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The [Thursday] Papers

"I've been watching with more than a little interest the controversial statements about Israel and the Israel lobby by Ilhan Omar, a freshman Democratic congresswoman from the Fifth District of Minnesota, because it turns out that we have a lot in common - up to a point," Thomas Friedman writes for the New York Times.

"The first thing we have in common is that I was raised in the Fifth District of Minnesota, specifically the Minneapolis suburb of St. Louis Park. I lived there until I was 20. It was a freaky place - a crazy mix of Minnesota Jews (we called ourselves 'the Frozen Chosen'') and Scandinavians that produced a uniquely tolerant civic culture and an interesting group of neighbors: Al Franken, the Coen brothers, Peggy Orenstein, Norm Ornstein, Michael Sandel, Sharon Isbin, Marc Trestman and lots of others you can find on the St. Louis Park Wikipedia page. Our little town was immortalized in the Coen brothers' 2009 movie A Serious Man.''

My uncle, Jim, was a Republican who represented a liberal St. Louis Park district in the Minnesota legislature for six terms. When he finally lost his seat in 2004, AP described him as "part of a shrinking group of moderate voices at the Capitol."

As I recall, he was able to win in a district more liberal than he was because voters knew him so well from his decades of public service, from park board to school board and even playing saxophone in the community band.

The main thing he and I agreed on was not delivering tax subsidies to sports teams to build their stadiums, arenas and ballparks. He was also liberal on social issues, supporting gay rights, for example.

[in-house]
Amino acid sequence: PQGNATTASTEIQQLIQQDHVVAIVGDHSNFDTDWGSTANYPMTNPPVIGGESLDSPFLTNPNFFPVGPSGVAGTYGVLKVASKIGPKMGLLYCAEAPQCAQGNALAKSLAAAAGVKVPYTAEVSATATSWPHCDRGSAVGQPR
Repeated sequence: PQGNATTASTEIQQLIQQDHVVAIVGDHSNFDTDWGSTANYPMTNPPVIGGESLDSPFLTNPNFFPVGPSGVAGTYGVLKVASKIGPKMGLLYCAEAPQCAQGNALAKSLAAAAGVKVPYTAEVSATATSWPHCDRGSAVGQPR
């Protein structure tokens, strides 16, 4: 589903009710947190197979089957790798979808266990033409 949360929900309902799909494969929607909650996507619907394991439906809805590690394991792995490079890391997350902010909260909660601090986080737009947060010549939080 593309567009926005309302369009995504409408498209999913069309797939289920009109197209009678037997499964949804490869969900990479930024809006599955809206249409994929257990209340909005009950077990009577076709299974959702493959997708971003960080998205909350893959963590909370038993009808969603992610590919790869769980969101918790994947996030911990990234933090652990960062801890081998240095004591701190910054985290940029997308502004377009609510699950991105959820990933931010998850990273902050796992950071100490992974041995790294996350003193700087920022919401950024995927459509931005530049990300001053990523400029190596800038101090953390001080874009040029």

The most well-known Jewish deli in the Twin Cities back then was the Lincoln Del. (I always wondered about the name: The Abraham Lincoln Del?) At one time, there were three locations. One, not the original but the largest, was in my hometown of Bloomington, Minnesota. My parents became friends with the owner, Danny Berenberg, who inherited the operation (and expanded it greatly) from his father, Morrie. In high school, I began working there after school, along with my job in the Minnesota North Stars' public relations department. (I had previously worked on a Supervalu factory line filling plastic bags with chocolate stars, and surveying folks over the phone about all manner of products for a consumer research company.)

At the Del, I worked in the back office - well, back in the stockroom, which was managed by a guy who looked a bit like this and got to wear really cool blue jumpsuits - performing such tasks as sticking address labels on advertising mailers and whatever other odd jobs came up.

Most jobs, though, required more than one person, so I would assemble work crews from my group of friends according to what was needed. (Mike, from Wednesday's column, was one of those friends - probably the best, smartest worker!)

Obviously, we participated in our fair share of hijinks. We also got a free meal every day, and our thing was the French dip. The key, as Mike recalled Tuesday night, was absorbing just the right amount of au jus with each bite to leave no trace left at the end of the sandwich - without running out before the last bite. We were French dip nerds.

One of those years in the early 1980s, I can't recall which one, Danny Berenberg started a charity 5K race called the Kaiser Roll. The race included wheelchair athletes, which I don't think was common at the time.

On Tuesday night, again, described in Wednesday's column, Chris, who was from Hopkins, mentioned that he had run in a race in Bloomington called the Kaiser Roll. Me and Mike lit up. "You know the cones you ran by that directed you in that race?" I basically yelled. "Those were laid down by us!"